The Westminster Common Council is considering a proposal to ban the distribution of single-use plastic bags in the city and is seeking input at a public hearing Wednesday. If passed, the ordinance would make Westminster the third municipality in Maryland to impose a bag ban.
Gov. Larry Hogan is scheduled to sign about 200 bills, including measures the General Assembly passed to reform the University of Maryland Medical System board of directors, allow the private Johns Hopkins University to create a police force, and establish a Maryland Freedom of the Press Day.
Among nearly 200 bills Gov. Larry Hogan has signed into law, Maryland will honor journalists with "Freedom of the Press Day" on June 28. That's the anniversary of a shooting at The Capital newspaper in Annapolis that killed five employees. Maryland has 23 other commemorative periods.
Baltimore's acting mayor has put another aide to Baltimore Mayor Catherine Pugh on leave, according to sources familiar with the move. That means six staffers in Pugh's office are absent on leave, although they are receiving their salaries.
Governor Larry Hogan is expected to sign a bill granting an additional $3.2 million to the Baltimore Symphony Orchestra for the next two years — a potentially crucial step towards resolving a contentious labor dispute and allowing the the organization to remain a 52-week ensemble.
Users on Reddit asked Baltimore Sun reporters Doug Donovan, Luke Broadwater, Ian Duncan, Talia Richman and Liz Bowie their questions regarding Baltimore Mayor Catherine Pugh and her "Healthy Holly" book deals with UMMS and other entities.
There's now officially a three-way race to become the next speaker of the Maryland House of Delegates, with Adrienne Jones of Baltimore County, Maggie McIntosh of Baltimore and Dereck Davis of Prince George's County openly campaigning for the post.
Constituents, colleagues and lobbyists honored the late Maryland House Speaker Michael Busch at his funeral in Annapolis. City Alderwoman Rhonda Pindell Charles said of Busch: "He was us." Former state delegate Bruce Poole said Busch had "an enduring interest that ordinary citizens had a shot."
Harford County Executive Barry Glassman plans a $10.7 million increase in operations funding for Harford County Public Schools next year, part of a $903.1 million total county budget he unveiled Monday morning.
Prince George’s County Executive Angela D. Alsobrooks said Friday she is supporting Del. Dereck Davis to be the next speaker of Maryland’s House of Delegates after the death of long-serving Speaker Michael Busch.
Acting Baltimore Mayor Bernard C. “Jack” Young has ordered an audit of Associated Black Charities’ management of the city’s multi-million-dollar Children and Fund amid a widening scandal involving Mayor Catherine Pugh’s sales of self-published children’s books.
Several health bills passed the legislature this session, including one to make it easier for the uninsured to enroll in a plan, a board to control drug prices and extension of a tax to stabilize the insurance market.
State legislators hoping to find a way to stop large, multi-state firms from taking control of the state’s medical cannabis industry realized couldn’t turn back the clock without getting the state sued, so they acted instead to draw a line limiting further consolidation.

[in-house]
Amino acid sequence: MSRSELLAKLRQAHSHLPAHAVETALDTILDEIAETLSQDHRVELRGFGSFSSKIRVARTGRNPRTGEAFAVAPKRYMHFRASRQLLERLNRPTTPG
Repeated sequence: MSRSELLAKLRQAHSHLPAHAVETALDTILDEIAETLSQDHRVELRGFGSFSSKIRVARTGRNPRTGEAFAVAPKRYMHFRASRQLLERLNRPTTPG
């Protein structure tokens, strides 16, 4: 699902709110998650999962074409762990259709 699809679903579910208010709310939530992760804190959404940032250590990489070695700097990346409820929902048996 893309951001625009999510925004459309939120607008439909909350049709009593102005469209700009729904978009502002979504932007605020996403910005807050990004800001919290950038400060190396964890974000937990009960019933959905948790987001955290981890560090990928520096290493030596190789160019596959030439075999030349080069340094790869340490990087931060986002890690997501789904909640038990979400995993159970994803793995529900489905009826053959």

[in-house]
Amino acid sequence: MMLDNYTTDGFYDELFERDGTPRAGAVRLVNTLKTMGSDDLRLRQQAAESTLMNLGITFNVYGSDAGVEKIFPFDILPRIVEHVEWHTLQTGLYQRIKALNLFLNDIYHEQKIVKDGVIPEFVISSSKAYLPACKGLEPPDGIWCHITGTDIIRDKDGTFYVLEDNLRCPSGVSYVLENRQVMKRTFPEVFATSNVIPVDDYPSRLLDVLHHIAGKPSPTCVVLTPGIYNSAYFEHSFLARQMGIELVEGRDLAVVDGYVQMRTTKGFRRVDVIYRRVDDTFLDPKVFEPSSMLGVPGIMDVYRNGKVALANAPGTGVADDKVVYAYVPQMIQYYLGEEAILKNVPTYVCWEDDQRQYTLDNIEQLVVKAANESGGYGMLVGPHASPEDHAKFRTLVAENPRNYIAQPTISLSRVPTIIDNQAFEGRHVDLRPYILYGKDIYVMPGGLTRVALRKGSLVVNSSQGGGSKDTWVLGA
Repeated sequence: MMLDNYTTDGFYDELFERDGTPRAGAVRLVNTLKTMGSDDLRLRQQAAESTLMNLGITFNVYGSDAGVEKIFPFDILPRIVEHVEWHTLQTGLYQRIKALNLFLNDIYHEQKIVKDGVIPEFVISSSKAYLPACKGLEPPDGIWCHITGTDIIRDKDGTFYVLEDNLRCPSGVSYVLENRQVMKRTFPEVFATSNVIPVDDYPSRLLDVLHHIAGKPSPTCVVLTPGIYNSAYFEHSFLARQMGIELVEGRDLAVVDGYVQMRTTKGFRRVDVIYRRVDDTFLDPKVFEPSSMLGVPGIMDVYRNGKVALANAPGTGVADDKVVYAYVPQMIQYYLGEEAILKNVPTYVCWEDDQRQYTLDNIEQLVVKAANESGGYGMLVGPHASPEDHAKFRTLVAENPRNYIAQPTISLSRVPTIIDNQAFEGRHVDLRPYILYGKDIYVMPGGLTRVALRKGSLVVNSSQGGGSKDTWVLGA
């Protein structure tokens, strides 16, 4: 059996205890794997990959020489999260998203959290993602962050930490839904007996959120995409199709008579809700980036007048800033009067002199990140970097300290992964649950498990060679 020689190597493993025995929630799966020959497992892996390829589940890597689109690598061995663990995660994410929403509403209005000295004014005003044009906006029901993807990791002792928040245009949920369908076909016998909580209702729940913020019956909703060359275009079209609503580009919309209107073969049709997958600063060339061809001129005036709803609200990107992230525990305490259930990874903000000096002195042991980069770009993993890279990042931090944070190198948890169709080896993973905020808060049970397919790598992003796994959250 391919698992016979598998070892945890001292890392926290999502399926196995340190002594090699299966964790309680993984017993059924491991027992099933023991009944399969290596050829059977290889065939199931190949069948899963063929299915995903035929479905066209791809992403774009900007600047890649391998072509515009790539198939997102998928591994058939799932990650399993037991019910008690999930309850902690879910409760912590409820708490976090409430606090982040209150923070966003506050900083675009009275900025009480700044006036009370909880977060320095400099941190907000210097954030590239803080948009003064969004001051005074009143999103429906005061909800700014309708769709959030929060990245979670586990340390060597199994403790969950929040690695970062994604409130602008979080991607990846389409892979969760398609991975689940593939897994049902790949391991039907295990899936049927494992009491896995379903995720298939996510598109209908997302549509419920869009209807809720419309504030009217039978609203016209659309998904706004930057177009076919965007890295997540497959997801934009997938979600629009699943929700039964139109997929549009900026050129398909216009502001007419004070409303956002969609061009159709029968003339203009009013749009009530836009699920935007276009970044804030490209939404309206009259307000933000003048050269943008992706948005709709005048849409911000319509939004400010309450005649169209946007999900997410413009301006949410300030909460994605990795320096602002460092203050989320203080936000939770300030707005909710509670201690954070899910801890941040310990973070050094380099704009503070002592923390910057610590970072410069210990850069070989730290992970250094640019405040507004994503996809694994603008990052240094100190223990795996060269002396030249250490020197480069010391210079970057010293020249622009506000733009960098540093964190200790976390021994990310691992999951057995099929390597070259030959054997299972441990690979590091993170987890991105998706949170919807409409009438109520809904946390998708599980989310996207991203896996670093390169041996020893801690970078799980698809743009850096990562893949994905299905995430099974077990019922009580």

Del. Adrienne A. Jones, a Baltimore County Democrat who is the long-serving Speaker Pro tem of the Maryland House of Delegates, says she is running to be speaker. Jones, 64, was a close ally of the late Speaker Michael Busch, who died Sunday from pneumonia.
Close advisers to Mayor Catherine Pugh said Tuesday that she is still recovering from a serious case of pneumonia that has sapped her strength and forced her to convalesce at home, under doctors’ supervision, since late last month.
On the final, marathon day of the Maryland General Assembly session, some figures emerged as last-minute winners and losers. Among the successes are the legislative agenda of the late Speaker Michael Busch and the strong showing by Baltimore's delegation to the House.
Maryland’s 90-day legislative session came to a conclusion Monday, with several major initiatives gaining approval. Here are some the key takeaways for Harford County residents from this year’s legislative session.
As an ob/gyn physician and an advocate for women’s health, I am immensely proud to live and work in Maryland, a state that has consistently acted first to pass policy and legislation protecting access to health care for women.
Maryland’s Senate opened its floor session with tearful words of tribune to House of Delegates Speaker Michael Busch — a pillar of state government who died after a bout with pneumonia. Senate President Thomas V. Mike Miller said he couldn't sleep or talk about Busch's death.
Maryland lawmakers have approved a dramatic investment in renewable energy in the final hours of the 2019 General Assembly session, passing a measure mandating that half the state’s electricity supply come from renewable sources by 2030.
An effort to help Maryland's thoroughbred racetracks — including Northwest Baltimore's Pimlico Race Course — fizzled on the final day of the General Assembly session. Lawmakers sent a bill back to a committee, a procedural move that marked the defeat of the measure.
On the last day of Maryland's General Assembly session, lawmakers gave final approval to sweeping legislation that would reform the University of Maryland Medical System’s board of directors amid revelations of single-source contracts for some board members.